Over the past thirty years, the way Americans experience death has been dramatically altered. The advent of medical technology capable of sustaining life without restoring health has changed where, when, and how we die. In this revelatory study, medical anthropologist Sharon R. Kaufman examines the powerful center of those changes: the hospital, where most Americans die today. She deftly links the experiences of patients and families, the work of hospital staff, and the ramifications of institutional bureaucracy to show the invisible power of the hospital system in shaping death and our individual experience of it. In doing so, Kaufman also speaks to the ways we understand what it means to be human and to be alive.
“An act of courage and a public service.”—San Francisco Chronicle
“This beautifully synthesized and disquieting account of how hospital patients die melds disciplined description with acute analysis, incorporating the voices of doctors, nurses, social workers, and patients in a provocative analysis of the modern American quest for a ‘good death.’”—Publishers Weekly
“Kaufman exposes the bureaucratic and ethical quandaries that hover over the modern deathbed.”—Psychology Today
“Kaufman’s analysis illuminates the complexity of the care of critically ill and dying patients [and] the ambiguity of slogans such as ‘death with dignity,’ ‘quality of life,’ and ‘stopping life support.’ . . . Thought-provoking reading for everyone contemplating the fate of us all.”—New England Journal ofMedicine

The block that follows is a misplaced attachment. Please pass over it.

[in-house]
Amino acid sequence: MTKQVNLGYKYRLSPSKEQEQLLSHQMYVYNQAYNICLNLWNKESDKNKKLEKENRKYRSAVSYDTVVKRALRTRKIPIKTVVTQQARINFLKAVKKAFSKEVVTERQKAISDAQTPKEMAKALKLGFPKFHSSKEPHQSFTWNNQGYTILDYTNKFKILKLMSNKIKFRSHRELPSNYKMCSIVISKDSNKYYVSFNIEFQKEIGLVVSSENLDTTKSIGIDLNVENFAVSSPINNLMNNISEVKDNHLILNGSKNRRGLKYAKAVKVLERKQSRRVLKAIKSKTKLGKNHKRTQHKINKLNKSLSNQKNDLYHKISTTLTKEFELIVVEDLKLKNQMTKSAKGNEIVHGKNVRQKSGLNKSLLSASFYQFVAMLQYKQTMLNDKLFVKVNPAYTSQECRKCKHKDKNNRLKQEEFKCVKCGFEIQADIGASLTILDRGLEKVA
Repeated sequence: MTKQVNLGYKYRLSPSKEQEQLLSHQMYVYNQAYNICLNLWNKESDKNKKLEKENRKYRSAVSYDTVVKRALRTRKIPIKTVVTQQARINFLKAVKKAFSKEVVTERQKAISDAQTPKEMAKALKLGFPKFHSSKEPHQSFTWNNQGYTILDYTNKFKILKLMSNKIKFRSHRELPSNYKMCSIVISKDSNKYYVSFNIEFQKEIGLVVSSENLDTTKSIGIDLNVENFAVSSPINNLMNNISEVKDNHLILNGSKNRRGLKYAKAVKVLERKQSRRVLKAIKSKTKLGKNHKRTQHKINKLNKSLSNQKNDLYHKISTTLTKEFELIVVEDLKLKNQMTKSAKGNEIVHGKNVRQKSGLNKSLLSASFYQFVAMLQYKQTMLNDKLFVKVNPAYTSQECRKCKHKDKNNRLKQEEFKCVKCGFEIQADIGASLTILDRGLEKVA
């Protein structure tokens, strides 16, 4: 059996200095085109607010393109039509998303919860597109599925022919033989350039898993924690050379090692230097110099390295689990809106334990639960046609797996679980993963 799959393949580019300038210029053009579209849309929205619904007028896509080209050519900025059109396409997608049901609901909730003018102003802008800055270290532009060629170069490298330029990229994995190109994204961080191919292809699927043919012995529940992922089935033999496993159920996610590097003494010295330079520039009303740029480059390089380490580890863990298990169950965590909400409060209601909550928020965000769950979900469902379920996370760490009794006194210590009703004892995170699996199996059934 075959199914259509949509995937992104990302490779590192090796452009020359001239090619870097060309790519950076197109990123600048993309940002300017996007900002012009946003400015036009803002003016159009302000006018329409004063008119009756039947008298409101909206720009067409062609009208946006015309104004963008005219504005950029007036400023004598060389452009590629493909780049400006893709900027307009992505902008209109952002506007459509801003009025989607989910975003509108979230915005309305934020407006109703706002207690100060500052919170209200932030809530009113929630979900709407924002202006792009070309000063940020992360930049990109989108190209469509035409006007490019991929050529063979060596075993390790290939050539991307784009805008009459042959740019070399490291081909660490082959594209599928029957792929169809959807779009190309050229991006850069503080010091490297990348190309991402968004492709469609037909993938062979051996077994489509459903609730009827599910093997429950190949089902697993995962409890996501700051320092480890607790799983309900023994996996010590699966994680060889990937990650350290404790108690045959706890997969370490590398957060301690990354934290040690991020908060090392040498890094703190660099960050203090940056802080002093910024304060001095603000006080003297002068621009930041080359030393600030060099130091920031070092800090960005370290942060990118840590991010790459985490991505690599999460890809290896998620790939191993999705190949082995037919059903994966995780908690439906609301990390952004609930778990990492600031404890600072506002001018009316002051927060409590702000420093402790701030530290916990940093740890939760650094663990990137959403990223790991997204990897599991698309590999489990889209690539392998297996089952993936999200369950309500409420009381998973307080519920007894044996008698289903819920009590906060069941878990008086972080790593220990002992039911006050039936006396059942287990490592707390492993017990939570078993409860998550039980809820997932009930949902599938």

This beautifully synthesized and disquieting account of how hospital patients die melds disciplined description with acute analysis, incorporating the voices of doctors, nurses, social workers and patients in a provocative analysis of the modern American quest for "a good death." In a series of case studies, Kaufman (The Ageless Self: Sources of Meaning in Life), a professor of medical anthropology at UC-San Francisco, shows how hospitals, by focusing on life-saving treatments, can indefinitely prolong the life of the critically ill patient, who may drift into an indeterminate zone, suspended between life and death. "[D]ying has become a technical endeavor, a negotiated decision and a murky matter biologically," she notes. Writing with penetrating clarity and detached compassion, and with respect for hospital staff and families alike, Kaufman reveals the dilemmas of hospital death in America today: the shift to patients' control of decision making despite the doctors' greater knowledge; the ethics and practical effects of resuscitation versus pain relief; the complexities of assessing "quality of life" while guessing at the desires of an unconscious patient. Kaufman's unwavering account reveals a culture of clinical practice that seems to have trouble acknowledging the inevitability of death, and that moves awkwardly from curative to palliative treatment. This deeply probing study lays bare the cultural and institutional assumptions and rhetoric that frame our search for "a good death." Agent, Liza Dawson. (Apr.) Copyright 2005 Reed Business Information.